Hyperemesis is what I can only describe as a "path of darkness." It is an experience with the deepest physical agony and mental suffering - an encounter with deep, deep darkness. A friend of mine described it as "sliding into the Pit," and I highly concur. Writings of HG women (such as McCall and Schmitt) deeply reflect this experience with darkness. This book had no such reflection - it was mostly bright and cheerful. I found myself thinking, "Gosh, I was making a fuss over nothing! This is just a normal condition that can be treated sensibly like anything else."
This statement made me laugh, and it made me a bit mad at the same time. Here it is:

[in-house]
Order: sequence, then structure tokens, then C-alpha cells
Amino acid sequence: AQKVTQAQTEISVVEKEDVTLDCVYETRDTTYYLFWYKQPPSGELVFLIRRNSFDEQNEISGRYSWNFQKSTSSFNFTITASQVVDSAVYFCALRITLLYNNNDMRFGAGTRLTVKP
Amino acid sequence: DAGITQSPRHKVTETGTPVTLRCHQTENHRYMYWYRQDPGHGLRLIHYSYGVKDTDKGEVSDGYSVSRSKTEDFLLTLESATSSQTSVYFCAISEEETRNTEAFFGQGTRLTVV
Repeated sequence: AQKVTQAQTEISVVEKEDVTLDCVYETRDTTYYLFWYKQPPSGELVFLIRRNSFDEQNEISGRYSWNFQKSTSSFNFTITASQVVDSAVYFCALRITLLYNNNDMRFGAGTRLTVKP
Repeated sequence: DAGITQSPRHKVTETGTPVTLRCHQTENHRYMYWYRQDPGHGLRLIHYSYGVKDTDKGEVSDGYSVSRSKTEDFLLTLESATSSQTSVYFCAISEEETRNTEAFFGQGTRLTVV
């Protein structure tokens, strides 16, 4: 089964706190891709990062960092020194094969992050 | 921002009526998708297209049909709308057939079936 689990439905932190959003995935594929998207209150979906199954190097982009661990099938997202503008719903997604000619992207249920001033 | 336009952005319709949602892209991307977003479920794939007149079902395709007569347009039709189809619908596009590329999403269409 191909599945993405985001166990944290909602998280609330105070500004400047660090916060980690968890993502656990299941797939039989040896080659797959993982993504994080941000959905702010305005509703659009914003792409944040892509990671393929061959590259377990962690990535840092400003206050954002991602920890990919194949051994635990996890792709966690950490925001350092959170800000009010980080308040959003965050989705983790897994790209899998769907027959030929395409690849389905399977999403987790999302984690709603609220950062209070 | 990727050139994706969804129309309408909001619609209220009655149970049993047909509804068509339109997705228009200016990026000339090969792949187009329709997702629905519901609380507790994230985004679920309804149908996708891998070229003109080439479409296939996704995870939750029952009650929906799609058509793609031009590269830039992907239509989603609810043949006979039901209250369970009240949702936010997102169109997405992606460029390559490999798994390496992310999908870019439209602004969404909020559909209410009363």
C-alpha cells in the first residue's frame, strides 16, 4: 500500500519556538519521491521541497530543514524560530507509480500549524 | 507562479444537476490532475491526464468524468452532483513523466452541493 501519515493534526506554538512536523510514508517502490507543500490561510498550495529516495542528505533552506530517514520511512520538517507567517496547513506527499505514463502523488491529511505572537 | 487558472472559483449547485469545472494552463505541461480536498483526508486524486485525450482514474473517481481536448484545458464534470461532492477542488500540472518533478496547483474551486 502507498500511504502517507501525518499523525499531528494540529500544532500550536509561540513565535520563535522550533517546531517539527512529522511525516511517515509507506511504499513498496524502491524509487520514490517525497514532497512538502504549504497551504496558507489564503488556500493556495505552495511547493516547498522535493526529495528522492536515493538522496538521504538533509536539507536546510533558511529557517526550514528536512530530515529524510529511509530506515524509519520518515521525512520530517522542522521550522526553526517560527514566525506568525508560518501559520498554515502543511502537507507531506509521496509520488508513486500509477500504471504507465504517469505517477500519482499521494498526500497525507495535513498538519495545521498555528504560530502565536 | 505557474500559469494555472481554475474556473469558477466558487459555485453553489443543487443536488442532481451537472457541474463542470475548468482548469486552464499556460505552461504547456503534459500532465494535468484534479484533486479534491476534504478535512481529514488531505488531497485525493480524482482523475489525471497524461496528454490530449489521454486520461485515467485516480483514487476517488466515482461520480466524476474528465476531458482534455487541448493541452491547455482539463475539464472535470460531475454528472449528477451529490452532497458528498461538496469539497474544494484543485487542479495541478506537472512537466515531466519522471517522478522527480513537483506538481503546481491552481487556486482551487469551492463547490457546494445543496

"Believe me I know exactly what you are going through - because I take care of women just like you every day of the year." (p. xxiv, italics in original)
Oh, my goodness! Miriam, don't write things like that! If you have not been through HG, you do NOT know what HG-mothers are going through. You may know about the condition, how to treat it, have empathy with HG-mamas - but until you've been there you will not know anything about "what you are going through" - and it is presumptuous to say that you do. If you have had HG, you need to state it. If you have not had HG, then I suggest the following rewording: "Believe me, I have a lot of experience working with severe morning sickness - because I take care of women just like you every day of the year."
Let's take an example: Imagine a male obstetrician leaning over a woman in transition (the hardest part of labor) and saying, "Believe me I know exactly what you are going through - because I take care of women just like you every day of the year." What would we do? We'd laugh him out to the parking lot!!!